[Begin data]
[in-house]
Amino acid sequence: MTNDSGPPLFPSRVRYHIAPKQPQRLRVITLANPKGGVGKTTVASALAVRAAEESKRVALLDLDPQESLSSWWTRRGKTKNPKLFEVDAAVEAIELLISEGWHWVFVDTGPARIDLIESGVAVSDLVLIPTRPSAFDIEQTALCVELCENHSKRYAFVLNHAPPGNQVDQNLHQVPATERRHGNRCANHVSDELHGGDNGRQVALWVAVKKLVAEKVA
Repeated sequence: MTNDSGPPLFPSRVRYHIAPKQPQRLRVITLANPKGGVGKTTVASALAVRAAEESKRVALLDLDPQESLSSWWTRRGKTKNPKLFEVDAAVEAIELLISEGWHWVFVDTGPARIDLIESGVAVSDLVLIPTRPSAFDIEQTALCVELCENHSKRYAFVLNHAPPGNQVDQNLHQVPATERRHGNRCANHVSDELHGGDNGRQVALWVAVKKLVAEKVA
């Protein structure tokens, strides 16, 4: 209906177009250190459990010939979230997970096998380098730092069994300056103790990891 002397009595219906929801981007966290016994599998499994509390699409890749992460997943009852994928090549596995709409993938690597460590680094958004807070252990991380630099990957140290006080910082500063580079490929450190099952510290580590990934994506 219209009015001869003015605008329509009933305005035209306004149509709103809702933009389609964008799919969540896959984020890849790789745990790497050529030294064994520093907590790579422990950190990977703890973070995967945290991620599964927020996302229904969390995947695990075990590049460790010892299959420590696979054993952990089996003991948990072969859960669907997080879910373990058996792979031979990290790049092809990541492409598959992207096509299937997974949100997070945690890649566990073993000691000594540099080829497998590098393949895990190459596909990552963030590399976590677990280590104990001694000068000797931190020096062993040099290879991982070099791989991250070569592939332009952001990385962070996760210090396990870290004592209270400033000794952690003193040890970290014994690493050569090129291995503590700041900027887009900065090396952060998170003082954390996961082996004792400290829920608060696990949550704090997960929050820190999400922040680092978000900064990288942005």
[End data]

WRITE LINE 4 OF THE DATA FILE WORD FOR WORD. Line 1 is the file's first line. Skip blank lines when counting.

């Protein structure tokens, strides 16, 4: 209906177009250190459990010939979230997970096998380098730092069994300056103790990891 002397009595219906929801981007966290016994599998499994509390699409890749992460997943009852994928090549596995709409993938690597460590680094958004807070252990991380630099990957140290006080910082500063580079490929450190099952510290580590990934994506 219209009015001869003015605008329509009933305005035209306004149509709103809702933009389609964008799919969540896959984020890849790789745990790497050529030294064994520093907590790579422990950190990977703890973070995967945290991620599964927020996302229904969390995947695990075990590049460790010892299959420590696979054993952990089996003991948990072969859960669907997080879910373990058996792979031979990290790049092809990541492409598959992207096509299937997974949100997070945690890649566990073993000691000594540099080829497998590098393949895990190459596909990552963030590399976590677990280590104990001694000068000797931190020096062993040099290879991982070099791989991250070569592939332009952001990385962070996760210090396990870290004592209270400033000794952690003193040890970290014994690493050569090129291995503590700041900027887009900065090396952060998170003082954390996961082996004792400290829920608060696990949550704090997960929050820190999400922040680092978000900064990288942005």